Interest in boating continued to escalate, and demand for many Grady models continued to outperform other brands. Refreshed designs across the line with new cushions, tops, design details, features and options made the 2015 model year line up even more desirable. The Express 330 got a full helm and cabin update, incorporating customer suggestions with exceptional detail and more luxurious appointments. The commanding Express 370 also received terrific upgrades that make this boat even more elegant and refined in the cabin, while maintaining her incredible rugged durability for offshore fishing or long-range trips. Mid-year, a smaller scale Coastal Explorer joined the Grady-White family with the introduction of the 191 CE at the Miami International Boat Show. Sporty and fun, she was and is an instant big hit with the younger crowd for all kinds of boating adventures, and proves once again that through well-considered customer input, Grady-White can pack a ton of features into a smaller package, much the same way Grady builds highly desired feature-rich refinements and durability into every model including the larger boats.
Grady-White revealed a completely new website in the fall of 2015, made even more user friendly and packed full of the details boat buyers need, along with interesting information customers want to explore and expand Grady experience. The site aimed to provide the industry’s most up-to-date and detailed information, as well as the most thorough company and “Grady Life” lifestyle experience. The introduction of the new site was hailed by customers and dealers alike! The elegant ivory header mirrors the SeaV2® hull design shear line, and the big picture format makes the site beautiful to view while being easy to navigate.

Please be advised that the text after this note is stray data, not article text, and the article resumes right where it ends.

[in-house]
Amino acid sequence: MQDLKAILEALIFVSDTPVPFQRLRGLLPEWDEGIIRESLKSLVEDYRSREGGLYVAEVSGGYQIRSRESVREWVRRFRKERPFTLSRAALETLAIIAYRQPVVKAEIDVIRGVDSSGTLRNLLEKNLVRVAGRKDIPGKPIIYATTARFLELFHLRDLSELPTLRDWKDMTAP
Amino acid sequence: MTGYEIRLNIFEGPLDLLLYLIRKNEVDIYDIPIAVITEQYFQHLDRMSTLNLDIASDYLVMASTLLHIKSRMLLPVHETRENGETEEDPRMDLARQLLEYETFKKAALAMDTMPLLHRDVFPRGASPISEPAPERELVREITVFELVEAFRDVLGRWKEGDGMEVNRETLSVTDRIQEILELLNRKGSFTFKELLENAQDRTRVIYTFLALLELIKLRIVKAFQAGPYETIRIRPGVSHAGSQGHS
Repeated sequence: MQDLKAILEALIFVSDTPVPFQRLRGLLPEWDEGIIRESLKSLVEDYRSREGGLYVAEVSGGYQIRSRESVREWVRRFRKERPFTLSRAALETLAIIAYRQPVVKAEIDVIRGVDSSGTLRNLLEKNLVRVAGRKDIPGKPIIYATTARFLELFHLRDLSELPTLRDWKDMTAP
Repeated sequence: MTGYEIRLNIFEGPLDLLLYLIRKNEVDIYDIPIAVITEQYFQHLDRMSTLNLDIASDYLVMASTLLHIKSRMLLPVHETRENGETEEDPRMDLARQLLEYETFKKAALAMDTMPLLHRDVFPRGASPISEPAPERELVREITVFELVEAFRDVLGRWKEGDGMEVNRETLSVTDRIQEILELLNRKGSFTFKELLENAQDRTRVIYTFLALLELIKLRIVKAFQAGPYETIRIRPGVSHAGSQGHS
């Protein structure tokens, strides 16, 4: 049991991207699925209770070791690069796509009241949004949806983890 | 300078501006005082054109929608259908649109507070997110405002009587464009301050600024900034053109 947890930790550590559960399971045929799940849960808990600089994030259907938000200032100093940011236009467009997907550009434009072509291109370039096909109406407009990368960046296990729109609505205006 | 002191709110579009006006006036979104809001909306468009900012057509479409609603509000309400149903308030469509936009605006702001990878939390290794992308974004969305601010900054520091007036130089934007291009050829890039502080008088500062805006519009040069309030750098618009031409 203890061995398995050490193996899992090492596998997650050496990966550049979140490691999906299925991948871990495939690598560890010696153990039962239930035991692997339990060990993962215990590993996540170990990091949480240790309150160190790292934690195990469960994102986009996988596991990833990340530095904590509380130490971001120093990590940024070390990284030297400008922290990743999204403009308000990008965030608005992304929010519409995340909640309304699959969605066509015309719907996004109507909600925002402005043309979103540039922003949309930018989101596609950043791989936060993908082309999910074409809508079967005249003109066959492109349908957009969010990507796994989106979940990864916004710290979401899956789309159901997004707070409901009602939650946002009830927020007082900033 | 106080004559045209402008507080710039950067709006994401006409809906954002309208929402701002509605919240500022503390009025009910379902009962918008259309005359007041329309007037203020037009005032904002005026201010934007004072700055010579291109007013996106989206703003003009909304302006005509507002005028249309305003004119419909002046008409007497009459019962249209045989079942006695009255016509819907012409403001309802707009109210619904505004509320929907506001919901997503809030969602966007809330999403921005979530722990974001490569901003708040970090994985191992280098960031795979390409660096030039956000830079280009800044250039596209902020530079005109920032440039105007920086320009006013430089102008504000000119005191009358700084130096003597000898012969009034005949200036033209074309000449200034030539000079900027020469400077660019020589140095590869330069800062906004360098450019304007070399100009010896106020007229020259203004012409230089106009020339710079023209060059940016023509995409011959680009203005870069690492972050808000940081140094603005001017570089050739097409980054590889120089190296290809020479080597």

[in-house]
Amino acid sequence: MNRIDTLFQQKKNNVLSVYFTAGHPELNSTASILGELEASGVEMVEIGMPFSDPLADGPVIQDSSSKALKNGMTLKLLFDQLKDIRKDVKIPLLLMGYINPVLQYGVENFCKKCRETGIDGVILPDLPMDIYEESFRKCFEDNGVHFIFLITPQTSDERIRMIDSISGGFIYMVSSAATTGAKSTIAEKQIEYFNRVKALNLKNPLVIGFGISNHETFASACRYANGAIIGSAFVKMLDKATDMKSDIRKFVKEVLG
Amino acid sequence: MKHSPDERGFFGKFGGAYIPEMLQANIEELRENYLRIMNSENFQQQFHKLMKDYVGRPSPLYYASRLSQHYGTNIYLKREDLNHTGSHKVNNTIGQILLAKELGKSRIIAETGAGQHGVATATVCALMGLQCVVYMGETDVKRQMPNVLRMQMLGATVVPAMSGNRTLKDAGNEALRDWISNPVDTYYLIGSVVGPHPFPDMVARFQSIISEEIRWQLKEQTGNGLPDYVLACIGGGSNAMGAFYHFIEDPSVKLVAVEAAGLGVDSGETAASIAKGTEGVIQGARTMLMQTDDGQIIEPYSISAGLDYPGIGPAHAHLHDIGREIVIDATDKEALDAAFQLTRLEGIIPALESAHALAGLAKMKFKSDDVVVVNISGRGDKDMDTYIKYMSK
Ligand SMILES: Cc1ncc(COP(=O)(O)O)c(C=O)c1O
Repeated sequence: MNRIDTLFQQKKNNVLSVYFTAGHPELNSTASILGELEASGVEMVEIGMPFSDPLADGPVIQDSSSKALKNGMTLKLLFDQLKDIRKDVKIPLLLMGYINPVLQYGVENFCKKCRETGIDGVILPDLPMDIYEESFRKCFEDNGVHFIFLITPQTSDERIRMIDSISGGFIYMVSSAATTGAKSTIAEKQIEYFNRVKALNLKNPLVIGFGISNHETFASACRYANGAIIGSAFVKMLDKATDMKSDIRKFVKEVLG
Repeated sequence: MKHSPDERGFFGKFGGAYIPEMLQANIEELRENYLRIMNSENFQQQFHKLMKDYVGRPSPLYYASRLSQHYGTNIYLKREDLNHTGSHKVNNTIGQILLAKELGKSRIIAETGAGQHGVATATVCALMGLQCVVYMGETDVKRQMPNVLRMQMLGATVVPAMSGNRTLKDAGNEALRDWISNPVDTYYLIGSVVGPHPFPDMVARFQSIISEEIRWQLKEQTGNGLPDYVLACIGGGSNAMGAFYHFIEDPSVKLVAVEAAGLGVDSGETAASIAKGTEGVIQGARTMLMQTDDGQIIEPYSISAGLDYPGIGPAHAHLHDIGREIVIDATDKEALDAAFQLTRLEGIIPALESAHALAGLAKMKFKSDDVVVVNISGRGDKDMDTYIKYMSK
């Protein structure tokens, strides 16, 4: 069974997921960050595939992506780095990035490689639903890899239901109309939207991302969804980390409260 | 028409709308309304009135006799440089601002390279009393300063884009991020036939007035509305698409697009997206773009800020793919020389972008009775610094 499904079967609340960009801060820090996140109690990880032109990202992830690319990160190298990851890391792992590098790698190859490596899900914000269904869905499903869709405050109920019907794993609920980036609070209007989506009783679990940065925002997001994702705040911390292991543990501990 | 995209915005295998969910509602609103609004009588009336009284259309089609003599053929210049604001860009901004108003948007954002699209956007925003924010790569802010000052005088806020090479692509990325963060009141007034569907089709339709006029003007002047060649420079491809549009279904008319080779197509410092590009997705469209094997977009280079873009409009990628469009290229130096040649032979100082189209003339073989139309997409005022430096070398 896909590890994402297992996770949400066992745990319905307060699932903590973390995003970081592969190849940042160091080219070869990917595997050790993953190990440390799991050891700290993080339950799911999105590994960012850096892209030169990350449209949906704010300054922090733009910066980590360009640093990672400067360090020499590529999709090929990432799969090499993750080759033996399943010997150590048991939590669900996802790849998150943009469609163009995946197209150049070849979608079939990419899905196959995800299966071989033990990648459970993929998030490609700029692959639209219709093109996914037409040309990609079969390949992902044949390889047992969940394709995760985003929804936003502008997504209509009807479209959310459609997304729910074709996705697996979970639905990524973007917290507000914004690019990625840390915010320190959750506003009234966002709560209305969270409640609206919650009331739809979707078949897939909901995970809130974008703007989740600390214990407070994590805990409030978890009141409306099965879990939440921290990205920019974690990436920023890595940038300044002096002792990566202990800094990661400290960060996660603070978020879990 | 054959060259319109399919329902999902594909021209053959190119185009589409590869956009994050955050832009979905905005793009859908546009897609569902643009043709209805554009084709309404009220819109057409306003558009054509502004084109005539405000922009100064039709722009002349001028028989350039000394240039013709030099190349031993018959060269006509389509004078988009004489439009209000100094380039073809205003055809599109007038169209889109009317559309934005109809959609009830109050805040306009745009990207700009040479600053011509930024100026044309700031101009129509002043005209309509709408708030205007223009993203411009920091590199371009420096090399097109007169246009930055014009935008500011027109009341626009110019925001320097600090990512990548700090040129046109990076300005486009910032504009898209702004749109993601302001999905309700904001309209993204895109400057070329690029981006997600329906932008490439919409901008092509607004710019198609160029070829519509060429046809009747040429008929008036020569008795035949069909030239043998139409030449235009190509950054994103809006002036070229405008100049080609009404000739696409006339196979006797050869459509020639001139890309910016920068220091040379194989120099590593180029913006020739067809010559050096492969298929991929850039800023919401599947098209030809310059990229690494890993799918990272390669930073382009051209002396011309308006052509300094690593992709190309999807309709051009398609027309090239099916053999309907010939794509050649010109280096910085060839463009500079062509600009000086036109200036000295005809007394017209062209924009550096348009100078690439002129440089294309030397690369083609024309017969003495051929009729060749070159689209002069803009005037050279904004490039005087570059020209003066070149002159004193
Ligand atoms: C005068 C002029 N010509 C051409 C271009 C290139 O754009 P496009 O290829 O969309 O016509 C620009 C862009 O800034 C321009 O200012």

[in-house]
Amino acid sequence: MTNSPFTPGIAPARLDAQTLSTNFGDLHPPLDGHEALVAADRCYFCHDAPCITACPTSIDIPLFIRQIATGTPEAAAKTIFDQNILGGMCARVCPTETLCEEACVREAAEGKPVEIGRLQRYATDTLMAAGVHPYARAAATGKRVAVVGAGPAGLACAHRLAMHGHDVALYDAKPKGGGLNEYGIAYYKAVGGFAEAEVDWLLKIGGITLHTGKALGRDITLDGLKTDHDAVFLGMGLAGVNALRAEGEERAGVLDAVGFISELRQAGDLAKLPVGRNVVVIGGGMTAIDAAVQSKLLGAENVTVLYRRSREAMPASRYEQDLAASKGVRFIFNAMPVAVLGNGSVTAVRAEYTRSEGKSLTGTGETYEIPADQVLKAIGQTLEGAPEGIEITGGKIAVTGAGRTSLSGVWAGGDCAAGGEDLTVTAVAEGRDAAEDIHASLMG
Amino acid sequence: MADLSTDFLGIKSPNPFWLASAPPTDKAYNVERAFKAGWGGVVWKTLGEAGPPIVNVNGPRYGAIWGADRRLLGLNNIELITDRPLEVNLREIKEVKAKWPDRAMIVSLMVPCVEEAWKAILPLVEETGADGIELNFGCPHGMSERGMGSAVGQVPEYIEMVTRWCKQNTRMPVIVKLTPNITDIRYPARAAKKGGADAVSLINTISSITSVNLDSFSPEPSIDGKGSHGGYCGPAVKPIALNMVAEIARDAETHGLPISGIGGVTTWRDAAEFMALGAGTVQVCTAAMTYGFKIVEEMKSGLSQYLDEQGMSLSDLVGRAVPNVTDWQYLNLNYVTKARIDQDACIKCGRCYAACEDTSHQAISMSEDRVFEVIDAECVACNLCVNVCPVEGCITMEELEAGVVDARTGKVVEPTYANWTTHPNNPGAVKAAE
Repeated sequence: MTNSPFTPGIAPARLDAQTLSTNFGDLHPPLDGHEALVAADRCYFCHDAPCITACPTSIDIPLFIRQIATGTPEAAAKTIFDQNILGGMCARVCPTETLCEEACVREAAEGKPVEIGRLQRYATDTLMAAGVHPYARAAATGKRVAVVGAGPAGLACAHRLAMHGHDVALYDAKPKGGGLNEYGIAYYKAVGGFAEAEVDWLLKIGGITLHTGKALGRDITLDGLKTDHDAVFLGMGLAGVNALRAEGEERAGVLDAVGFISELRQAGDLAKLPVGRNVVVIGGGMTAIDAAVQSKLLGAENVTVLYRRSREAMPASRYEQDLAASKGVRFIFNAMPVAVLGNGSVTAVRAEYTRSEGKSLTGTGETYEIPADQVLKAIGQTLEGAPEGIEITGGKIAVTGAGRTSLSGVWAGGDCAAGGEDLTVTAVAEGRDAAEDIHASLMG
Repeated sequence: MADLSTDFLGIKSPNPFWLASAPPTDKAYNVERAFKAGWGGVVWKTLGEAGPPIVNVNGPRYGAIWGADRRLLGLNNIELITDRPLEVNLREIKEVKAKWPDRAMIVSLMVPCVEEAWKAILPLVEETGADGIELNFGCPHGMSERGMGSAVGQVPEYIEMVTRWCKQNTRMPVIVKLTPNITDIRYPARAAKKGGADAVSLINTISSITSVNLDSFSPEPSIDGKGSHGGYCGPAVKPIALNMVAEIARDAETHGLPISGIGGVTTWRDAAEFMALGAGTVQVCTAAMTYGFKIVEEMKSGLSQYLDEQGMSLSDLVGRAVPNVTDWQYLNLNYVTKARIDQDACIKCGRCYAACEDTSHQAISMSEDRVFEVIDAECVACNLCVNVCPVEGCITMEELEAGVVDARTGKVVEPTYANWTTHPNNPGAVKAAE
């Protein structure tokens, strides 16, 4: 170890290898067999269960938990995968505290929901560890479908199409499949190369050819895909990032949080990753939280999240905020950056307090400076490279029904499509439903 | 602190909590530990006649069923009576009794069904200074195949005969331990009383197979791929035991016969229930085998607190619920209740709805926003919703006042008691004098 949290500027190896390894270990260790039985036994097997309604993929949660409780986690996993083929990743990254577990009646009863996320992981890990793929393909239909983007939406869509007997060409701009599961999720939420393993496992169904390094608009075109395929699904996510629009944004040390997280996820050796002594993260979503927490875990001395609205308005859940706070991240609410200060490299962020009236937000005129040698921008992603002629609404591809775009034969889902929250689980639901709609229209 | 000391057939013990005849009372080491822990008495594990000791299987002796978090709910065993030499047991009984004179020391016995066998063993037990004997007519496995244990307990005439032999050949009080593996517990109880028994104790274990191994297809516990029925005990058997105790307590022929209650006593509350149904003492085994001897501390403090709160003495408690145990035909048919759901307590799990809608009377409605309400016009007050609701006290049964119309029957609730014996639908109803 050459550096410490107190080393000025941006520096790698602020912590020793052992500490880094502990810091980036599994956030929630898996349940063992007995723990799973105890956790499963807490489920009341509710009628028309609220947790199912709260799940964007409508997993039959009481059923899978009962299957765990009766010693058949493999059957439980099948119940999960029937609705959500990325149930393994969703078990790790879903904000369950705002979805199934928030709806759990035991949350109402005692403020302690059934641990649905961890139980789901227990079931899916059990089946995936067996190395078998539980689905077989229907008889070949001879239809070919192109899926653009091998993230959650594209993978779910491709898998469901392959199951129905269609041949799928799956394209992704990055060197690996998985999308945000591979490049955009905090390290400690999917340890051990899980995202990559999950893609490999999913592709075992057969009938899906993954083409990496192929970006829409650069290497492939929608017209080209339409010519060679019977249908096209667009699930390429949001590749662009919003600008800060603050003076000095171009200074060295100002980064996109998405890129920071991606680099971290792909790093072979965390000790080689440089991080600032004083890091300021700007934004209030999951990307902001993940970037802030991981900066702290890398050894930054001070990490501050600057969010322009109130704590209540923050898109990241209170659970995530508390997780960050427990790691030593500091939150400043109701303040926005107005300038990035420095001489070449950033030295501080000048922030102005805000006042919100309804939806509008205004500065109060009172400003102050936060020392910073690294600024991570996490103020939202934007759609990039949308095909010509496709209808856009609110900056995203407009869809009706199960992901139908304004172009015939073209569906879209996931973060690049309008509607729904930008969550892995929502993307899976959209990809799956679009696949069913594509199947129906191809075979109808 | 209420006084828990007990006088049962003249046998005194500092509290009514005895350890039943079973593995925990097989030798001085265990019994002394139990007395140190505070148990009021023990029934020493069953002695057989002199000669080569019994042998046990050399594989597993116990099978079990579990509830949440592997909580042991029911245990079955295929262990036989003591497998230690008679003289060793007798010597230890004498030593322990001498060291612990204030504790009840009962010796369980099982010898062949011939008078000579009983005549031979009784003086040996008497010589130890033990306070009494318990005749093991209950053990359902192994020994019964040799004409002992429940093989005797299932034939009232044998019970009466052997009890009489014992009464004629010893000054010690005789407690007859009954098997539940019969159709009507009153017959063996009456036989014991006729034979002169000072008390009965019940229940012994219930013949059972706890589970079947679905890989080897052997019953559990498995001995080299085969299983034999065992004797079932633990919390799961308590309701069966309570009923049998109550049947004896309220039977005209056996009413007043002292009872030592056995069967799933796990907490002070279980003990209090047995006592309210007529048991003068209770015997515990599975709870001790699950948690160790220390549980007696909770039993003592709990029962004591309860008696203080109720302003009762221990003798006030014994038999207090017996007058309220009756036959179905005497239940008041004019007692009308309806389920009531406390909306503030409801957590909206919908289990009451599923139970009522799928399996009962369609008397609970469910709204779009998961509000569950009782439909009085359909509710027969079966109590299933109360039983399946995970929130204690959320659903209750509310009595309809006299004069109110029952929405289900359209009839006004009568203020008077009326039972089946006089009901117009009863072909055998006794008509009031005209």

For the 2016 model year, Grady-White completely redesigned a perennial favorite, the Freedom 275. With innovative new features and fresh styling, the 275 is a perfect model for families looking for a boat in that size range to go farther and take along more friends for all kinds of fun! A triple engine option was added to the already awesome Canyon 336, in answer to requests from many Grady-White offshore fishing enthusiasts looking for even more extra power and speed.